As a quick side note, it's been a long hot summer here. We've been working on the lawn and garden more, and have been watering it more regularly. The water bill is to hand here. Potable water costs us $1.7474 / m3. That's 1000 of those handy little one litre bottles you can buy at events for $2. Of course what flows in must flow out, so there is an additional sewer charge of $1.3956 / m3. Plus some monthly basic fees for water and sewer that don't change on consumption. So all up last month, we paid $4.70 / m3 of water, or about one half of a cent per litre.
Now we are getting into a world where oil is getting more expensive, which means gasoline and electricity generated from natural gas are getting more expensive. The supply of fresh water is limited, and the cost to desalinate is prohibitive.
Or is it?
Turner talks about making a leap to a world where we make different assumptions. The leap is hard, no doubt about it. He points to several examples, the Erie Canal, the packet ships that sailed on a schedule full or not full, the German feed-in tariff, that produced synergistic results that were far beyond the scope of the project proposers. Each idea was confidently predicted to not just fail, but ruin anyone involved. The Erie Canal lowered transportation costs by 95%. Why wouldn't that have an impact on the economy?
One of the new assumptions is that there are better ways to generate energy than by burning fossil fuels. We can be smarter about how we use energy. Nay-sayers say that renewable sources won't work because the sun doesn't shine at night and the wind doesn't always blow. This is true, and why there are are batteries, and other ways of storing energy, and teaching people to be smarter about when and how they use energy.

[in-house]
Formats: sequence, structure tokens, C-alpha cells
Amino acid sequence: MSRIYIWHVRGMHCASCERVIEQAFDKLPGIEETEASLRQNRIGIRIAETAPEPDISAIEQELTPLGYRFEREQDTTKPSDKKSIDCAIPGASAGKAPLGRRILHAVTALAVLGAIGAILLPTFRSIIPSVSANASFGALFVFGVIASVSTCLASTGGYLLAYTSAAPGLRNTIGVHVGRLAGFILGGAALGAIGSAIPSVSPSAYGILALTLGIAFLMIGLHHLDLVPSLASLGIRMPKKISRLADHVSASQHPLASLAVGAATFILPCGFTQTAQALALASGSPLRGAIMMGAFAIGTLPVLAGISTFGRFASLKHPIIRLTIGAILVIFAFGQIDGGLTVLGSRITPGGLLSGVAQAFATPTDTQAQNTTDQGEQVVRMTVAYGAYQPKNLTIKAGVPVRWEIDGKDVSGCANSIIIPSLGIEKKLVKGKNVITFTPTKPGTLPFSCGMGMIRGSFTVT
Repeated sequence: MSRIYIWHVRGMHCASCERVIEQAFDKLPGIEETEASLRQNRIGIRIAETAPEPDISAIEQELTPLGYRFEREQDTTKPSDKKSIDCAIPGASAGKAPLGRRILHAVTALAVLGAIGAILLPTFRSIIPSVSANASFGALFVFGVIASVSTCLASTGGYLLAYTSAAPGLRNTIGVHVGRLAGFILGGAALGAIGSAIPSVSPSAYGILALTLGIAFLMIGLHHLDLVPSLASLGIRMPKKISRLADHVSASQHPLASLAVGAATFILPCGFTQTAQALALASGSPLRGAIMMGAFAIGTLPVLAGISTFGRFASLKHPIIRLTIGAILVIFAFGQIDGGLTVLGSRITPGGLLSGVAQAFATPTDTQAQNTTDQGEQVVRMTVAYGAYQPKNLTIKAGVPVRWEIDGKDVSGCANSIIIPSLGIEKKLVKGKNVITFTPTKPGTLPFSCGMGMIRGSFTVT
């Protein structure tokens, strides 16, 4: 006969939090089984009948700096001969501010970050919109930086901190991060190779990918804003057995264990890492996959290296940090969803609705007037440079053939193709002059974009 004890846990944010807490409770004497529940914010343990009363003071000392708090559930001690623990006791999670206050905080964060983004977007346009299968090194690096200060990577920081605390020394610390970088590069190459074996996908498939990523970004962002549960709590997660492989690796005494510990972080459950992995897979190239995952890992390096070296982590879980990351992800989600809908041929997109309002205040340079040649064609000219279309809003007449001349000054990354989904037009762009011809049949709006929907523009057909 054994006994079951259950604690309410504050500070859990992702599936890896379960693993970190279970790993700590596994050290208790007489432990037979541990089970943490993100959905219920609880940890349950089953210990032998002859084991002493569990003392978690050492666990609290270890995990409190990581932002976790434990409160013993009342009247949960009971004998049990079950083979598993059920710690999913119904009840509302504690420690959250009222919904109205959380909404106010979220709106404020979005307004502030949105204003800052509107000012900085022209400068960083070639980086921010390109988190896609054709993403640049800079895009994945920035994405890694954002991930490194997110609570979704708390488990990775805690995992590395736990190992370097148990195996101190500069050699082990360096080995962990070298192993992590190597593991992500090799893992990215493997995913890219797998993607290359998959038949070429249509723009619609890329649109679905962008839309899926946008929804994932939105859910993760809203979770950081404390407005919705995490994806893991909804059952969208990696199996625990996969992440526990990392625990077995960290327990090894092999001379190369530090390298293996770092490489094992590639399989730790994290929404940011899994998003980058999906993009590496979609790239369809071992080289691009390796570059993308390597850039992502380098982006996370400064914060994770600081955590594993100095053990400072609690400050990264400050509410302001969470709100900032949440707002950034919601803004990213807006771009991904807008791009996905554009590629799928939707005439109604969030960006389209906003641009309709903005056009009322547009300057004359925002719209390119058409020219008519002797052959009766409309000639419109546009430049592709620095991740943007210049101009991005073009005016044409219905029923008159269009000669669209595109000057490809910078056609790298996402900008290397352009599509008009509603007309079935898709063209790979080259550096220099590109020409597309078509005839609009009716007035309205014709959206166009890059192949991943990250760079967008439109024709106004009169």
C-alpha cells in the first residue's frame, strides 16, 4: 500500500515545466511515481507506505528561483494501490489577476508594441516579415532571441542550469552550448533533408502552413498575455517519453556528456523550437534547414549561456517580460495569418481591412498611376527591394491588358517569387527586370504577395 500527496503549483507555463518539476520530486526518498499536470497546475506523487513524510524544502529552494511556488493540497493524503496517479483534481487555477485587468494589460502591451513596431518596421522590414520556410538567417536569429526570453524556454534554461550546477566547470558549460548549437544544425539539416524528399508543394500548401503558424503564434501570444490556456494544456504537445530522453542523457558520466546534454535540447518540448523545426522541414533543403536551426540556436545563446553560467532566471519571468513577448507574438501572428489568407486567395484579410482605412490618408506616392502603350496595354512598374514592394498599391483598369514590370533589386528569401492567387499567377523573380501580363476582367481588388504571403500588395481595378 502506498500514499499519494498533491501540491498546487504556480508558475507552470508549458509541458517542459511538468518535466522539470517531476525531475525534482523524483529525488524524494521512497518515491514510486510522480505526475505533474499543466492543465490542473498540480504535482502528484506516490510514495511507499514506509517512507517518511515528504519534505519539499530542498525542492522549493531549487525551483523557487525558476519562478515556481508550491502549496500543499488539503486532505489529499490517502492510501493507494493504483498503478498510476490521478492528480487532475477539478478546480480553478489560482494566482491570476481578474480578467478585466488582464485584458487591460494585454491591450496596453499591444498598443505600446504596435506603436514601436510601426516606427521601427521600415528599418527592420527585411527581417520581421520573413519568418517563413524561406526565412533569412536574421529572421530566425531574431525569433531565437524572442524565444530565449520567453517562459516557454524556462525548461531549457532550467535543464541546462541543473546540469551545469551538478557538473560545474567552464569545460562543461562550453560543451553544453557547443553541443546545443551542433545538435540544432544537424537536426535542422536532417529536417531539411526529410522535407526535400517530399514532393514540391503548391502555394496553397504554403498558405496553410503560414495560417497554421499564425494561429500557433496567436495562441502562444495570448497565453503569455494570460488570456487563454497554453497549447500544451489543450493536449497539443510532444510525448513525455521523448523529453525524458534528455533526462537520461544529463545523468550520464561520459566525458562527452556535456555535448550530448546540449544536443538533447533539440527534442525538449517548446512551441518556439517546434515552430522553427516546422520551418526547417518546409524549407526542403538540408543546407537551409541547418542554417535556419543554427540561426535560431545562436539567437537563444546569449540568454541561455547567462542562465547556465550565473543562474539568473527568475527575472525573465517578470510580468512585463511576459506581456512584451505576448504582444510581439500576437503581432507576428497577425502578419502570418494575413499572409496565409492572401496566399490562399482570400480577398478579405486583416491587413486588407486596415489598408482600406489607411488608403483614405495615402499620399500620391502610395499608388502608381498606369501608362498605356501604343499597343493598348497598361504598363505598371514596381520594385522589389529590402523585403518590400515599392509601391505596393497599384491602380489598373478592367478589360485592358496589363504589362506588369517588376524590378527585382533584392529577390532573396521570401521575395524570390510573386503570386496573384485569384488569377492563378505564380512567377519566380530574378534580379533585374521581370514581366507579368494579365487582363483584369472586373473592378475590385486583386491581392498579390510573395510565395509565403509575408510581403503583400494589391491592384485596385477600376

One of the examples is how places like India are bypassing the 20th century. They are going straight from no electricity and no phones, to a world with locally generated solar power and cell phones. Look Ma, no wires!
It's a more human scale, and that's his final point. Many of these changes lead towards a world that is smaller and more local in scale. Where one walks to local shops and services, and chats to neighbours along the way. Where a bike is an efficient way of getting around because you don't need to be afraid of cars. Where removing cars from a street, or slowing them down, brings a street back to life. Many store owners are locked into the world where they need to provide parking, and fear change. Again and again, going to a more local scale brings more people into the shop.
Even if you're deep in the current world, and get nervous at the thought of doing without your car, this is an interesting read. There are alternatives, and they can lead to a better world for everyone, not just the rich that are comfortable in this world. If we're smart, we can make a leap that's good for everyone.
I'm getting behind on flower shots. Since the post above talks of solar, I thought I'd include some photos of flowers backlit or side lit by the sun.